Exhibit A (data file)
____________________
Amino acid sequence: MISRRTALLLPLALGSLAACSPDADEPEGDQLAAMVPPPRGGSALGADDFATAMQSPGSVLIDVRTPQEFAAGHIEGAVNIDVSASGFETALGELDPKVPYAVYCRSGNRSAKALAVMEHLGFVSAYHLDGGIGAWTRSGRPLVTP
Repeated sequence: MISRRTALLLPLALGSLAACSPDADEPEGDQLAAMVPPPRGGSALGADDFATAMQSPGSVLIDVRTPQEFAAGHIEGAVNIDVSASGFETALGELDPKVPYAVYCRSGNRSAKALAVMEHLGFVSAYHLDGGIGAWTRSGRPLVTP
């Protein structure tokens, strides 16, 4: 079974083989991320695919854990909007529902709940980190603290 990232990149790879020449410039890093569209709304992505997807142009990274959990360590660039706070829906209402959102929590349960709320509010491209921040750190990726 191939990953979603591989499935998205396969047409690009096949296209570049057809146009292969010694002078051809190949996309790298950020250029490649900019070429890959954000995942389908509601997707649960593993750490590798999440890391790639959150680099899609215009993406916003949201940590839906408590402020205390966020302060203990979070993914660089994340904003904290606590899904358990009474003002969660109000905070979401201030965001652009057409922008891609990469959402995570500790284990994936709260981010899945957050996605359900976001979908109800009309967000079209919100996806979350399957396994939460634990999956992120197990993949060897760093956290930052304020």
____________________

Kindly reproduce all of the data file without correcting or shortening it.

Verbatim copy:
Amino acid sequence: MISRRTALLLPLALGSLAACSPDADEPEGDQLAAMVPPPRGGSALGADDFATAMQSPGSVLIDVRTPQEFAAGHIEGAVNIDVSASGFETALGELDPKVPYAVYCRSGNRSAKALAVMEHLGFVSAYHLDGGIGAWTRSGRPLVTP
Repeated sequence: MISRRTALLLPLALGSLAACSPDADEPEGDQLAAMVPPPRGGSALGADDFATAMQSPGSVLIDVRTPQEFAAGHIEGAVNIDVSASGFETALGELDPKVPYAVYCRSGNRSAKALAVMEHLGFVSAYHLDGGIGAWTRSGRPLVTP
């Protein structure tokens, strides 16, 4: 079974083989991320695919854990909007529902709940980190603290 990232990149790879020449410039890093569209709304992505997807142009990274959990360590660039706070829906209402959102929590349960709320509010491209921040750190990726 191939990953979603591989499935998205396969047409690009096949296209570049057809146009292969010694002078051809190949996309790298950020250029490649900019070429890959954000995942389908509601997707649960593993750490590798999440890391790639959150680099899609215009993406916003949201940590839906408590402020205390966020302060203990979070993914660089994340904003904290606590899904358990009474003002969660109000905070979401201030965001652009057409922008891609990469959402995570500790284990994936709260981010899945957050996605359900976001979908109800009309967000079209919100996806979350399957396994939460634990999956992120197990993949060897760093956290930052304020």